Joe Biden is not the only moderate running in a competitive Democratic primary. But, he is the only one with a shot of winning the nomination. The front-runner, battered and bruised, had long stood out for standing up to his party’s left-wing stances on single payer healthcare, abortion on demand, and bipartisanship.
But one by one, Biden has cast off his more moderate mantle in favor of cozying up to enough progressives to win the nomination. First, there was Biden’s reversal on the Hyde Amendment. Biden now thinks it is cool to use taxpayer dollars to fund abortions (but only because Republicans made him do it). It was bad enough Biden did this but Biden’s ineptitude only gets worse.
After Kamala Harris ate his lunch at the first Democratic primary debate over Biden’s record on desegregated school busing, Biden thought it wise to continue to beat a dead horse. Biden tried to recover from the debate by continuing to argue he understands civil rights/race relations and he believes bipartisanship is not dead. His fight with Corey Booker over the issue did not go much better.
But, in recognition of how bad the issue is playing for the front-runner, Biden now has apologized for working with former segregationists but insists it still was worth it. At the worst, Biden was losing his support among progressives who were being drawn to Kamala Harris and Elizabeth Warren. Biden at least still had strength among moderates for resisting the worse impulses of the party. But, Biden’s withdrawal on yet another issue questions whether even he can resist the leftward tilt of his party.
Biden retains his strength among Democrats based on the idea he best can beat Trump. But, little by little, that view is being washed away. Walk with me for a moment and imagine Biden actually is not the strongest candidate. Imagine he simultaneously is not progressive enough for the party base and yet cowtails to progressive Democrats so much he turns off moderate, swing voters.
Biden’s claim to faith among the donor class, and his voting bloc is he represents a return to normalcy and a time of moderation. It plays well among the general electorate but against Democratic opponents, not so much.
Democrats have long struggled to break through in the Sun-Belt states they feel are turning blue at the Presidential level. But, until 2016, they believed they had a bulwark in the Midwest. Trump changed that.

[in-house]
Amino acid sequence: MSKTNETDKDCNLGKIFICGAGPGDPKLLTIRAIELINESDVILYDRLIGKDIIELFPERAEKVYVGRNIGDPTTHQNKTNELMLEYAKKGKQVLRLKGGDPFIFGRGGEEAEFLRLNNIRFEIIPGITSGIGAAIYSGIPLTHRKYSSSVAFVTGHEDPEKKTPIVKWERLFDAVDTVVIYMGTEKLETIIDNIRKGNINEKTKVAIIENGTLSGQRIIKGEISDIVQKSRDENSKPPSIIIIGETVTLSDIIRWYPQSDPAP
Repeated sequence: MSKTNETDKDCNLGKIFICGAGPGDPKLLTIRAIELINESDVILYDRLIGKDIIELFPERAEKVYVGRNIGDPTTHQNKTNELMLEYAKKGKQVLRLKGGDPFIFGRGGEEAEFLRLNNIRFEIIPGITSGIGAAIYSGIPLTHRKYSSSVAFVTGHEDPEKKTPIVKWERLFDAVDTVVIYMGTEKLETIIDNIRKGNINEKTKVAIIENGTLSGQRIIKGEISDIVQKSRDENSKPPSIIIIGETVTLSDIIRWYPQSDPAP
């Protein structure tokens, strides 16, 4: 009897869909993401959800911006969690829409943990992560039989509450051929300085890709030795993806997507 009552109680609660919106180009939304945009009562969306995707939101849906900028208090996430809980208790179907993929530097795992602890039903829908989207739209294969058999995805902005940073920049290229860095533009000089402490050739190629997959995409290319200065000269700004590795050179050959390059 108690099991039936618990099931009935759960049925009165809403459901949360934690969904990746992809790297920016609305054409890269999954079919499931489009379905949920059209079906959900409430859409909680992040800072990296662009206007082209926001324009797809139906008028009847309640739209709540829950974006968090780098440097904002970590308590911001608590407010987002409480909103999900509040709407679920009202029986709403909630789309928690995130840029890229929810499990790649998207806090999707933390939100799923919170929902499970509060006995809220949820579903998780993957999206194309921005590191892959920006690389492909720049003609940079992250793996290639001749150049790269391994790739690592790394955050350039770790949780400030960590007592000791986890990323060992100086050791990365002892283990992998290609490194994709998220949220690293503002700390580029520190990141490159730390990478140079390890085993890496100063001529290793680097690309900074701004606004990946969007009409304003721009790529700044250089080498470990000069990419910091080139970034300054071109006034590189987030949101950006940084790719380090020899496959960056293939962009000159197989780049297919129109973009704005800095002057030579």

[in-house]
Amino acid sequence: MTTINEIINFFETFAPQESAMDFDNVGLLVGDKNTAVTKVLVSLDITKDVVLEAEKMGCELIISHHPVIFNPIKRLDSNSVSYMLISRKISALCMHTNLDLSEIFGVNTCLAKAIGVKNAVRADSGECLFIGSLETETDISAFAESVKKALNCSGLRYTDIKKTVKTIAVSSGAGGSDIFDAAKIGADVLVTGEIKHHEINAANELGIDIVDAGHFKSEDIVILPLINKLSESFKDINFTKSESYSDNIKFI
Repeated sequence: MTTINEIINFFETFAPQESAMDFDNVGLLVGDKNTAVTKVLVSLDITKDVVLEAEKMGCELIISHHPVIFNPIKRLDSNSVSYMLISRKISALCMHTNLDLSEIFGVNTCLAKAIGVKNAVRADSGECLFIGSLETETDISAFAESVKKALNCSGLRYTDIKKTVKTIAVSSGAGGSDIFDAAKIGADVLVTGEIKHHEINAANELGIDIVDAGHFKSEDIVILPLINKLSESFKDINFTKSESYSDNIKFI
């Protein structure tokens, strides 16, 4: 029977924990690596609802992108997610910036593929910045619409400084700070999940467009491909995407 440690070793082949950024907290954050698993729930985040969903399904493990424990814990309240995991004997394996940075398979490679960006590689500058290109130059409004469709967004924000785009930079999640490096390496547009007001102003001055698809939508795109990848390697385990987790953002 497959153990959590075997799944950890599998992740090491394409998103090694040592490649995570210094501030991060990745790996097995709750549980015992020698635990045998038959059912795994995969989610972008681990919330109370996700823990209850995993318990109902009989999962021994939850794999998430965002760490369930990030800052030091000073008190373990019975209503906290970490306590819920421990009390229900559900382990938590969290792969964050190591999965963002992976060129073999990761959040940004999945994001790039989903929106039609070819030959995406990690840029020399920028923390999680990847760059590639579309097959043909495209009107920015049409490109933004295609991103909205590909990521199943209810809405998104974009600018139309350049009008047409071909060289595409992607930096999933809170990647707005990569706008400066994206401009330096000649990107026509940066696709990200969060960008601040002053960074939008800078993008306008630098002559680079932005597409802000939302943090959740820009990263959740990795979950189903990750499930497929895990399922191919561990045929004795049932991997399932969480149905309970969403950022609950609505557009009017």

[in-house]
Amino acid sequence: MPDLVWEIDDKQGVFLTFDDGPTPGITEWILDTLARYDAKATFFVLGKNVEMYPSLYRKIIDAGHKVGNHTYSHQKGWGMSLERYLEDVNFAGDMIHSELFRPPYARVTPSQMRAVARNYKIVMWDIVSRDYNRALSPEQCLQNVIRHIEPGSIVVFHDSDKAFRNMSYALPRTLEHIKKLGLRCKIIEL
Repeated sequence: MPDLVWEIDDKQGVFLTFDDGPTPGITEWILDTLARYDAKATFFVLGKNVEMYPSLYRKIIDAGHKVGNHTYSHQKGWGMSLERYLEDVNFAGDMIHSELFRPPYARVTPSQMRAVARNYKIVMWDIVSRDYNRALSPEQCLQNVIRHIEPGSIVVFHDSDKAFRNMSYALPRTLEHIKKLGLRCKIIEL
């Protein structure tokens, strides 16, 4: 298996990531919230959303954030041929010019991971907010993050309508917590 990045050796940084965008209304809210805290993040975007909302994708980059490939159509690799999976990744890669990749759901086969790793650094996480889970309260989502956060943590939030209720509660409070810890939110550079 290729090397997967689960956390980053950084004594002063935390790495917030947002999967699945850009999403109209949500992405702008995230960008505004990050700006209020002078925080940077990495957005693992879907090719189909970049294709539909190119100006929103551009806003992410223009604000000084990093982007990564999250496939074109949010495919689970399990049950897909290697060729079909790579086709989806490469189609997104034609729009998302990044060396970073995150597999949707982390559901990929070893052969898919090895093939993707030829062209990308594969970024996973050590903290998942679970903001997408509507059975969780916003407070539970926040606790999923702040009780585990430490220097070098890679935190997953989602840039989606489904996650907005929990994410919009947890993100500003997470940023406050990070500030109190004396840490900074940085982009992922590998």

Most Democratic primary voters don’t recognize the disconnect between the type of candidate they need to win these emerging purple states and bring back Midwest states in the fold. A Joe Biden style candidate would play well in the Midwest and probably ensure the party takes back the White House (with or without the Sunbelt).
But, the party is increasingly resembling their growing Sun-Belt coalition. Plus, Sun-Belt states have an outsized role in the primary process. This helps even more in fueling the leftward drip of the party. Despite the warm feelings felt about Biden due to his tenure as Obama’s VP, questions persisted about the former VP’s ability to navigate an increasingly liberal party electorate and run a modern campaign. After the first debate and subsequent flip-flops, those questions have only increased. Not lessened.
In the end, the only thing which might make Democrats take stock of their party’s ideological leanings and its downsides might be a loss to Trump. Even then, it is likely the party will move further left.
We already have an interesting test case to utilize about this hypothetical. The Democratic House Caucus, fresh off a shellacking of Republicans last November, should be uniting around positive, unifying legislation which brings members together.
Instead, the Caucus is divided over impeachment, immigration and spending. Last week, this divide was showcased when over 80 House Democrats voted against an emergency funding bill providing support for immigration centers at the border.
It might sound comforting to think electoral losses push a party more toward the center to galvanize the electoral middle but in reality it usually pushes a party further left (or right) to compensate for their electoral failings. Candidates who try to straddle this middle generally don’t win. Plus, the young and hip is cool. Candidates who have governed for awhile or have a history of policy success rarely win the White House (since 1944, no Presidential candidate who has served more than 12 years has won the White House).
In the end though, maybe nobody could stop the leftward drift of the party. And the country will be the worse for it.